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This question already has an answer here:

First I plot the function and then I try to find a domain such that I can see the curve cut through the x-axis. I do this via trial and error

f[x_] := x^6 - x - 1; 
Plot[f[x], {x, -1, 1}]

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this is my code. How can I improve it?

a = -1; 
b = 0; (*define the initial domain [a,b] *)

(*tolerence*)
epsilon = 0.001; 


(*initialistation*)
count = 0; 
countvalve = 100;
c = 0.5*(a + b);

While[Abs[f[c]] > epsilon,
  count = count + 1;
  c = 0.5*(a + b);
  If[f[c]*f[a] < 0, b = c, a = c];
  If[count > countvalve, Break[]];
  Print[{count, c, f[c], epsilon}];];
Print["While loop exited"];

Print[{count, c, f[c], epsilon}];
Plot[f[x], {x, c - 0.1, c + 0.1}]

this is the output

{1,-0.5,-0.484375,0.001} 
{2,-0.75,-0.0720215,0.001}
{3,-0.875,0.323795,0.001} 
{4,-0.8125,0.1002,0.001}
{5,-0.78125,0.00862368,0.001} 
{6,-0.765625,-0.0329578,0.001}
{7,-0.773438,-0.0124947,0.001} 
{8,-0.777344,-0.00201909,0.001}
{9,-0.779297,0.00328119,0.001} 
{10,-0.77832,0.000625803,0.001} 
While loop exited 
{10,-0.77832,0.000625803,0.001}

enter image description here

Suppose the function contains two roots. how do I find the other one?

but this is the real question,

How do I write a code to implement bisection method so that, given any continuous function $f(x)$, the code can

  1. Count the number of roots in a domain [a,b]

  2. Evaluate each of these roots one by one in sequence.

where epsilon = 0.001

these are sample functions.

f[x] = Exp[x] - x - 2; (* for all x *)
f[x] = x^3 + (2*x)^2 - 3*x - 1; (*for all x *)
f[x] = (1/x)Sin[x]; (* for -3 π <= x <= 3 π *)
f[x] = Tan[π*x] -x - 6; (* for -3 π <= x <= 3 π *)

The code should be able to find all the roots in all the functions automatically and without manual intervention.

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marked as duplicate by Bob Hanlon, MarcoB, m_goldberg, Alexey Popkov, Öskå May 1 '16 at 14:28

This question has been asked before and already has an answer. If those answers do not fully address your question, please ask a new question.

  • 1
    $\begingroup$ How about: FindRoot[f[x], {x, 0.1}]. Then scan through many different starting values. $\endgroup$ – bill s Apr 28 '16 at 1:01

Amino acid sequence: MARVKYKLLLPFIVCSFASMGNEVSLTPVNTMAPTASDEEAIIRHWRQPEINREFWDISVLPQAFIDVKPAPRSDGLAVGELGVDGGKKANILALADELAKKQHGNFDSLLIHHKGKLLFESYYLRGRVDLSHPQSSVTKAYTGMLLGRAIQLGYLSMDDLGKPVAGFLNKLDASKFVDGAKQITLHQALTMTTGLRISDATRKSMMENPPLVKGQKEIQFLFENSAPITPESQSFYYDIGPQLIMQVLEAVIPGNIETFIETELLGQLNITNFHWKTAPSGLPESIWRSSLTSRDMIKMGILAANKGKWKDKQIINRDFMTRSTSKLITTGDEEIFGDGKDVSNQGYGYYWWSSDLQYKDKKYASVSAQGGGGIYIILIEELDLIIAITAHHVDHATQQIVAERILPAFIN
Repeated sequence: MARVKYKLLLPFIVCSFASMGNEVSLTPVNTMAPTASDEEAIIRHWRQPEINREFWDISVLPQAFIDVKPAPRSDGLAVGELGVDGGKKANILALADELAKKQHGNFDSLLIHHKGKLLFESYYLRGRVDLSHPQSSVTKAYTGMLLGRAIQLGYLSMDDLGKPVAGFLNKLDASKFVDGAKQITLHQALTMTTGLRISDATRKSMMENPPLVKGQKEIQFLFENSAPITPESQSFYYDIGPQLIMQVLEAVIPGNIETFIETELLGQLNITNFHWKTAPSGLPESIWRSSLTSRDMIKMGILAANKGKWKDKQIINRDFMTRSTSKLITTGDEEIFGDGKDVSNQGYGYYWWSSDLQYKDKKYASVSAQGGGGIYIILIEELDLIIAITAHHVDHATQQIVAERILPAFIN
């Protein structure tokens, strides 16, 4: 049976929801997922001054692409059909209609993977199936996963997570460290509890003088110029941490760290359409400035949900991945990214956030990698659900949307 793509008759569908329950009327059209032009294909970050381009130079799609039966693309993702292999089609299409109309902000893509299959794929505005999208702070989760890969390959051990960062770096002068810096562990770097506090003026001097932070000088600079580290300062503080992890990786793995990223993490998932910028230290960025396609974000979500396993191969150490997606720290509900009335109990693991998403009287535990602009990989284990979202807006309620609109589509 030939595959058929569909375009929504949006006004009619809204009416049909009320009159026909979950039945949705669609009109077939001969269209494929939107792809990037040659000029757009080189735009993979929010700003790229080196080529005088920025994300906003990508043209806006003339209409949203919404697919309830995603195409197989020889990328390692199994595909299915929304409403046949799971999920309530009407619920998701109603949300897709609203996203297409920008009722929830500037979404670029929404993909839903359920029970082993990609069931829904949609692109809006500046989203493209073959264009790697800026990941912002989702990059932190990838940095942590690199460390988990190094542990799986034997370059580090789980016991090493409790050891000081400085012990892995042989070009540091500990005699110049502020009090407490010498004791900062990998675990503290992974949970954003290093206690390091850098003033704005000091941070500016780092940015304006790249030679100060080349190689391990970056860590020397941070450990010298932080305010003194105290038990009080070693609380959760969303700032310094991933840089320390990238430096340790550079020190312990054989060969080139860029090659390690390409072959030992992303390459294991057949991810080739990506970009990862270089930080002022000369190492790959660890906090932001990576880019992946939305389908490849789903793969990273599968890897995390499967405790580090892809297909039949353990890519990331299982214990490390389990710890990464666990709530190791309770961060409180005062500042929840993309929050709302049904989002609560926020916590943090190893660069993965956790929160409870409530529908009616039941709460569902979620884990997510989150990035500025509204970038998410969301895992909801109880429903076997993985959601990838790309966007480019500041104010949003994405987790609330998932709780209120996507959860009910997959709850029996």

• 5
    $\begingroup$ Check this answer here $\endgroup$ – Jack LaVigne Apr 28 '16 at 1:25
  • $\begingroup$ NSolve[f[x] == 0 && a <= x <= b, x]? -- Are you required to use the bisection method? You'll need another algorithm to isolate the roots. I take it this is a homework assignment, because the only other reason I can think of trying this way is for fun. $\endgroup$ – Michael E2 Apr 28 '16 at 11:37
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A methode i like to use and a starter. Please see Bisection method and Bisection,

in particular:

Let $a_n$ and $b_n$ be the endpoints at the nth iteration (with $a_1=a$ and $b_1=b$) and let $r_n$ be the nth approximate solution. Then the number of iterations required to obtain an error smaller than epsilon is found by noting that $b_n-a_n=(b-a)/(2^{(n-1)})$

f[x_] := x^6 - x - 1
Plot[f[x], {x, -\[Pi]/3, \[Pi]/2}]

enter image description here

NSolve[Evaluate@f[x] == 0, x]

{{x->-0.77809},{x->-0.629372-0.735756 I},{x->-0.629372+0.735756 I},{x->0.451055 -1.00236 I},{x->0.451055 +1.00236 I},{x->1.13472}}

FindRoot[f[x], {x, 0}]

{x->-0.77809}

a[1] = 0;
b[1] = -1;

Do[p[n] = N[1/2 (a[n] + b[n])]; 
If[N[f[b[n]] f[p[n]]] < 0, a[n + 1] = p[n]; b[n + 1] = b[n], 
a[n + 1] = a[n]; b[n + 1] = p[n]], {n, 1, 20}]

TableForm[Table[{a[n], b[n], p[n], N[f[a[n]]], N[f[b[n]]],  
N[f[p[n]]]}, {n, 1, 20}]]

enter image description here

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